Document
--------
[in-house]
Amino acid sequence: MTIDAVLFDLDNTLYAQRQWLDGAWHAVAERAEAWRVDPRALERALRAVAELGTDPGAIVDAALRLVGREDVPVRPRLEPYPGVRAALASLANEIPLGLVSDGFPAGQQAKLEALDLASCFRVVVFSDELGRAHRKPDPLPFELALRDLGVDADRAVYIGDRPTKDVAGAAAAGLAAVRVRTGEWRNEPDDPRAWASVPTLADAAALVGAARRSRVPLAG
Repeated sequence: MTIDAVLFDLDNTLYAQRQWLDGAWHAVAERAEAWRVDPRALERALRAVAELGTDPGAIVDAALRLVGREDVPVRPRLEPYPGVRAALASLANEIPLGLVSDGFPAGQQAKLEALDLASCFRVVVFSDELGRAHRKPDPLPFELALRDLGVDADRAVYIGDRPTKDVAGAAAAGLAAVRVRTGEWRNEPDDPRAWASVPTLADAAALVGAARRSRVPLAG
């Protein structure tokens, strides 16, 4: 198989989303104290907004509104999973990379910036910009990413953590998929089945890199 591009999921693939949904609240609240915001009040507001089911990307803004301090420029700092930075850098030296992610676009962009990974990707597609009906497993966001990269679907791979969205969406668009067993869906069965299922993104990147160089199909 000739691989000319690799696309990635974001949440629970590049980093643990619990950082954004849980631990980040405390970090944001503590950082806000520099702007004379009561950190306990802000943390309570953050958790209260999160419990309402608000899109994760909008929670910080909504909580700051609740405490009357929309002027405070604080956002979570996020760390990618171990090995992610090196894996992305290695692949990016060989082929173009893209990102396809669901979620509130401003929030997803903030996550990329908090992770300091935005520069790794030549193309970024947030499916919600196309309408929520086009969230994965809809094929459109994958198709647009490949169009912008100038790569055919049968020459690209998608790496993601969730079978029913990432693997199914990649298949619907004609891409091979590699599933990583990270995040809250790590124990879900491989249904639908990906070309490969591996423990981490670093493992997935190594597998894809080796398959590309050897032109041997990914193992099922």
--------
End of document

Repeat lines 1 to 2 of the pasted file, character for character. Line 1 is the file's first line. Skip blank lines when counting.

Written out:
[in-house]
Amino acid sequence: MTIDAVLFDLDNTLYAQRQWLDGAWHAVAERAEAWRVDPRALERALRAVAELGTDPGAIVDAALRLVGREDVPVRPRLEPYPGVRAALASLANEIPLGLVSDGFPAGQQAKLEALDLASCFRVVVFSDELGRAHRKPDPLPFELALRDLGVDADRAVYIGDRPTKDVAGAAAAGLAAVRVRTGEWRNEPDDPRAWASVPTLADAAALVGAARRSRVPLAG